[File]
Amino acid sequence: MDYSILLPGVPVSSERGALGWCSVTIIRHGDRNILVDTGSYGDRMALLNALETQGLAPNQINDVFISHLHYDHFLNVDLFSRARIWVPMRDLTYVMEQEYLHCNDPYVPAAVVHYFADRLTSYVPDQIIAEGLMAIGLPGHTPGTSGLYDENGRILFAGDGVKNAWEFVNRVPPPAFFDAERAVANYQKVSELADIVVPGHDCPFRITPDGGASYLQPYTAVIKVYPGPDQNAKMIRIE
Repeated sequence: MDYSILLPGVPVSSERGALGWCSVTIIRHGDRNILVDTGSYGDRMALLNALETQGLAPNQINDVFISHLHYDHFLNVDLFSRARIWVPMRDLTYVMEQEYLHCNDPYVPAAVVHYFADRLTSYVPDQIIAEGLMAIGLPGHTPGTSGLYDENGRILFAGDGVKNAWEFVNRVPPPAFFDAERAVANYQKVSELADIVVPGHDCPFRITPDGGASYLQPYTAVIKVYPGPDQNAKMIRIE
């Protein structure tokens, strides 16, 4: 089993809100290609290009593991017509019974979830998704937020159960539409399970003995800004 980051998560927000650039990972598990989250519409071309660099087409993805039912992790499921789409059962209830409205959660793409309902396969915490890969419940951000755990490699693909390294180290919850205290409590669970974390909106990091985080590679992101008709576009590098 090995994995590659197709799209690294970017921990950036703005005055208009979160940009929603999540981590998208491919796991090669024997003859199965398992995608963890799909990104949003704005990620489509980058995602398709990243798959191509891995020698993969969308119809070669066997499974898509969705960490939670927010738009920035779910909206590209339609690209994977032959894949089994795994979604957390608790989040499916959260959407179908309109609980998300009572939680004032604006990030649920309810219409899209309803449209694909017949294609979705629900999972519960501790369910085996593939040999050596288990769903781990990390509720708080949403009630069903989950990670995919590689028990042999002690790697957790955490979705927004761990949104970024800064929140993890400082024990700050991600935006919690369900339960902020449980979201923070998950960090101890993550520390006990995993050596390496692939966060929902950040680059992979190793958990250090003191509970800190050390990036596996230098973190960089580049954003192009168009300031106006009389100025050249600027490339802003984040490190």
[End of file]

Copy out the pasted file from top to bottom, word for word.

Amino acid sequence: MDYSILLPGVPVSSERGALGWCSVTIIRHGDRNILVDTGSYGDRMALLNALETQGLAPNQINDVFISHLHYDHFLNVDLFSRARIWVPMRDLTYVMEQEYLHCNDPYVPAAVVHYFADRLTSYVPDQIIAEGLMAIGLPGHTPGTSGLYDENGRILFAGDGVKNAWEFVNRVPPPAFFDAERAVANYQKVSELADIVVPGHDCPFRITPDGGASYLQPYTAVIKVYPGPDQNAKMIRIE
Repeated sequence: MDYSILLPGVPVSSERGALGWCSVTIIRHGDRNILVDTGSYGDRMALLNALETQGLAPNQINDVFISHLHYDHFLNVDLFSRARIWVPMRDLTYVMEQEYLHCNDPYVPAAVVHYFADRLTSYVPDQIIAEGLMAIGLPGHTPGTSGLYDENGRILFAGDGVKNAWEFVNRVPPPAFFDAERAVANYQKVSELADIVVPGHDCPFRITPDGGASYLQPYTAVIKVYPGPDQNAKMIRIE
């Protein structure tokens, strides 16, 4: 089993809100290609290009593991017509019974979830998704937020159960539409399970003995800004 980051998560927000650039990972598990989250519409071309660099087409993805039912992790499921789409059962209830409205959660793409309902396969915490890969419940951000755990490699693909390294180290919850205290409590669970974390909106990091985080590679992101008709576009590098 090995994995590659197709799209690294970017921990950036703005005055208009979160940009929603999540981590998208491919796991090669024997003859199965398992995608963890799909990104949003704005990620489509980058995602398709990243798959191509891995020698993969969308119809070669066997499974898509969705960490939670927010738009920035779910909206590209339609690209994977032959894949089994795994979604957390608790989040499916959260959407179908309109609980998300009572939680004032604006990030649920309810219409899209309803449209694909017949294609979705629900999972519960501790369910085996593939040999050596288990769903781990990390509720708080949403009630069903989950990670995919590689028990042999002690790697957790955490979705927004761990949104970024800064929140993890400082024990700050991600935006919690369900339960902020449980979201923070998950960090101890993550520390006990995993050596390496692939966060929902950040680059992979190793958990250090003191509970800190050390990036596996230098973190960089580049954003192009168009300031106006009389100025050249600027490339802003984040490190």